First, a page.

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Open Book 7Open Book 7

Writing about fads because everybody else does-or, an odd look at human motivation.

InformationWeek Staff

December 22, 2001

2 Min Read

The author holds the record for winning the most Hugo awards, but this week's book is only barely science fiction. The tale, about a scientist trying to discover how fads start and what they mean, is better described as a screwball comedy about human motivation. It also hits a bit close to home--the management of the fictional HiTek Corp. sounds very much like the one imparted by InformationWeek's Secret CIO.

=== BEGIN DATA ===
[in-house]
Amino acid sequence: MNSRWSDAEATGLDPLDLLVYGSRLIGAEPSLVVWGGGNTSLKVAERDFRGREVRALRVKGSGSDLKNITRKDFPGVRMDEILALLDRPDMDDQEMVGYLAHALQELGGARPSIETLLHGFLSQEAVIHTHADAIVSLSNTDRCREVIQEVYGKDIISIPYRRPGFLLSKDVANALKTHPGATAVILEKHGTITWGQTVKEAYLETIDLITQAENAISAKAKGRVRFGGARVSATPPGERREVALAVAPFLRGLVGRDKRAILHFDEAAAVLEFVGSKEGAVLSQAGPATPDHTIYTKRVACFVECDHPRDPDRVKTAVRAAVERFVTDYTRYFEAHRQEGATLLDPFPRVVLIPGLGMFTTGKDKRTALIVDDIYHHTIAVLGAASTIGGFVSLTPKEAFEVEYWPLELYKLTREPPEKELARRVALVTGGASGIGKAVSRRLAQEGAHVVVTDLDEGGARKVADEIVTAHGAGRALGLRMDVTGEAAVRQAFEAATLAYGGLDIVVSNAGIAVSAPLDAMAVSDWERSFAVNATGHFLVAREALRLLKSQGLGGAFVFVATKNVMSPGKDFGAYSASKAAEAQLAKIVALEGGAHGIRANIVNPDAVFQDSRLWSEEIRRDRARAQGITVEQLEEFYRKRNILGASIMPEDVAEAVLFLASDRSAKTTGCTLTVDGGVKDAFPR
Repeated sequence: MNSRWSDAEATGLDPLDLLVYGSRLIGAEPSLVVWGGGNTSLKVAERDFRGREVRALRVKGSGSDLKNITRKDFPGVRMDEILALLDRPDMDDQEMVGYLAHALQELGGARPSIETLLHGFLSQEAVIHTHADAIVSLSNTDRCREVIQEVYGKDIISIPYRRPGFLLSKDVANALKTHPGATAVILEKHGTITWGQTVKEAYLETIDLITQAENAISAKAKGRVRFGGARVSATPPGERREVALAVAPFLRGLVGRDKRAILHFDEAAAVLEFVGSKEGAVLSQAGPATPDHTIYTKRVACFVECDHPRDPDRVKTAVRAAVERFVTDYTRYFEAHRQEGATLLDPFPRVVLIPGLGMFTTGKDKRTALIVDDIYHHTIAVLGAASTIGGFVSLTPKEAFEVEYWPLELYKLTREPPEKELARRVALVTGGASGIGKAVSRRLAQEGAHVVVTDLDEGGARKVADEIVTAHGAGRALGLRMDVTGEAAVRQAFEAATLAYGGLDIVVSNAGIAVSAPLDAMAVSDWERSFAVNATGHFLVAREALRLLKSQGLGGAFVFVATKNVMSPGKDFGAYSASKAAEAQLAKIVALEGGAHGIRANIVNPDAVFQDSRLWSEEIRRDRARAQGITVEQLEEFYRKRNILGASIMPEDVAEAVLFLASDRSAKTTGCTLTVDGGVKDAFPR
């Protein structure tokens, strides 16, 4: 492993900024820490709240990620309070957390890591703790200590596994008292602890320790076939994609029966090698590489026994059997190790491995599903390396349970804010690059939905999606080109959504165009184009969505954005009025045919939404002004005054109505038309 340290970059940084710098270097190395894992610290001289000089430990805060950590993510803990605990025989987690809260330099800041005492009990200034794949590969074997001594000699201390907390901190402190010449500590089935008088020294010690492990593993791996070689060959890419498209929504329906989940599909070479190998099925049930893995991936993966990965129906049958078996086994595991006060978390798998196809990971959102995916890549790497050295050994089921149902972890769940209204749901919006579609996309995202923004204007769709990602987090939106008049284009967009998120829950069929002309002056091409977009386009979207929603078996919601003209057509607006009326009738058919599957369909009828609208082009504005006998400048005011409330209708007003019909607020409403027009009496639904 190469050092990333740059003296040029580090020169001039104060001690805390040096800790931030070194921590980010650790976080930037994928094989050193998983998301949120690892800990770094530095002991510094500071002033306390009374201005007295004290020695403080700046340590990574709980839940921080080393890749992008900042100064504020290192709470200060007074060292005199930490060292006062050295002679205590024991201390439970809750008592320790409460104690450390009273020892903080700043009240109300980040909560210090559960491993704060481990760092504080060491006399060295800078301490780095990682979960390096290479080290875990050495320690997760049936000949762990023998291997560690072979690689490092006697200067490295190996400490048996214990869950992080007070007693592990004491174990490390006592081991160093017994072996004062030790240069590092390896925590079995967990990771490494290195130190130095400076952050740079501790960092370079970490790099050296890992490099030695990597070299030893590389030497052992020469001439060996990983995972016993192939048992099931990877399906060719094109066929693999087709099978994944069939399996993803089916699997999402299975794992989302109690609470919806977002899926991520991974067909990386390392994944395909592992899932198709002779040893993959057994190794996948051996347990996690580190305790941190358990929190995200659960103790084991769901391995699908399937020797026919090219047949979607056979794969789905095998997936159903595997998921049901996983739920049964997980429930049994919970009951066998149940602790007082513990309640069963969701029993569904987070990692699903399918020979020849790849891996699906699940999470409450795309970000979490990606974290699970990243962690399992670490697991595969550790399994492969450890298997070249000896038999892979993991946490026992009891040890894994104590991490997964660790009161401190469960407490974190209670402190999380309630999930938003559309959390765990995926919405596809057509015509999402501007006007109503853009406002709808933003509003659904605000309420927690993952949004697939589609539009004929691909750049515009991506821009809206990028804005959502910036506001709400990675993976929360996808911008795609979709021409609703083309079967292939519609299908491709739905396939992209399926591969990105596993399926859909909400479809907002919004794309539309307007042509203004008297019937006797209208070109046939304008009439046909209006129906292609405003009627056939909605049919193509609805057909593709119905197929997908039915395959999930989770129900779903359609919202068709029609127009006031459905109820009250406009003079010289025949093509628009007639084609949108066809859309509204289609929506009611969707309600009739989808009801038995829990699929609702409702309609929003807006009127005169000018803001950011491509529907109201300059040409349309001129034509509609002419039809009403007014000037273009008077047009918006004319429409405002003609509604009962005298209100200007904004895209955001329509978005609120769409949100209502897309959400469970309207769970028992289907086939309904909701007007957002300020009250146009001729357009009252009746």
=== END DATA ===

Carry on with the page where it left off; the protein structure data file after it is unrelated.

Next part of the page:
"'Management went to another seminar,' she said. 'Which means a sensitivity exercise, a new acronym, and more paperwork for us.'""'Management is trying earnestly to win a secretly awarded scientific grant for divergent thinking by generating new forms to fill out.'""'This is exactly the kind of project that GRIM is all about. Interfac-ing scientific disciplines, implementing initiative and cooperation to create new workplace paradigms.' ""'He actually talks in acro-nyms, I thought wonderingly, and almost missed what he said next."'--exactly the kind of project the Niebnitz Grant Committee is looking for. I want this implemented immediately.'"Investigating the genesis of hair bobbing, our heroine finds a significant barrier in Flip, an office assistant whose incompetence knows no bounds, and her allies in a chaos theorist, a smoker, and a herd of sheep. "When they got to the corner, they stayed there, unable to figure out how to turn it, and kept grazing, eating the grass right down to the dirt. Then, for lack of better ideas, they ate the dirt." Additional Clue: Predictably, all the elements come together in one place. The sheep escape, and unerringly head straight for the part of the building where they could do the most damage: Management's office. "Wonderful, I thought, and looked up to see Alicia Turnbull glaring at me. 'Dr. Foster,' she said disapprovingly." 'Don't tell me,' I said. 'None of the Niebnitz Grant winners were ever involved in livestock stampedes.' " bookTo win an InformationWeek prize, identify the book, author, and the Robert Browning poem referred to frequently in the story. E-mail [email protected] by Friday; two winners will be chosen randomly from correct responses.Dec. 17 quiz: Midnight In The Garden Of Good And Evil by John Berendt. Third question: The narrator's job is magazine editor and writer. Winners: Ardith McComb and Bob Grabbe.

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